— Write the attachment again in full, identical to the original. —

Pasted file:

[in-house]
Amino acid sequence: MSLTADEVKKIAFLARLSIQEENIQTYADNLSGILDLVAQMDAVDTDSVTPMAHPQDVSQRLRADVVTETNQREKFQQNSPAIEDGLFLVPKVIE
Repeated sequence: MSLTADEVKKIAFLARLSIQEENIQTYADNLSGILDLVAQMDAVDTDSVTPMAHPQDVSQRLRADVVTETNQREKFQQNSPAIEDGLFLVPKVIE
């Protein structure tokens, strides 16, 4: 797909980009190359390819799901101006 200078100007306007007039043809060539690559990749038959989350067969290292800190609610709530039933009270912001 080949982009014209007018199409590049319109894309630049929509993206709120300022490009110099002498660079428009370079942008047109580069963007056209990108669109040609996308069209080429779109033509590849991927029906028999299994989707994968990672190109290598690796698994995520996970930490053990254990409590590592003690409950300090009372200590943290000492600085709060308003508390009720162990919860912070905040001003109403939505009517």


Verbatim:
[in-house]
Amino acid sequence: MSLTADEVKKIAFLARLSIQEENIQTYADNLSGILDLVAQMDAVDTDSVTPMAHPQDVSQRLRADVVTETNQREKFQQNSPAIEDGLFLVPKVIE
Repeated sequence: MSLTADEVKKIAFLARLSIQEENIQTYADNLSGILDLVAQMDAVDTDSVTPMAHPQDVSQRLRADVVTETNQREKFQQNSPAIEDGLFLVPKVIE
């Protein structure tokens, strides 16, 4: 797909980009190359390819799901101006 200078100007306007007039043809060539690559990749038959989350067969290292800190609610709530039933009270912001 080949982009014209007018199409590049319109894309630049929509993206709120300022490009110099002498660079428009370079942008047109580069963007056209990108669109040609996308069209080429779109033509590849991927029906028999299994989707994968990672190109290598690796698994995520996970930490053990254990409590590592003690409950300090009372200590943290000492600085709060308003508390009720162990919860912070905040001003109403939505009517």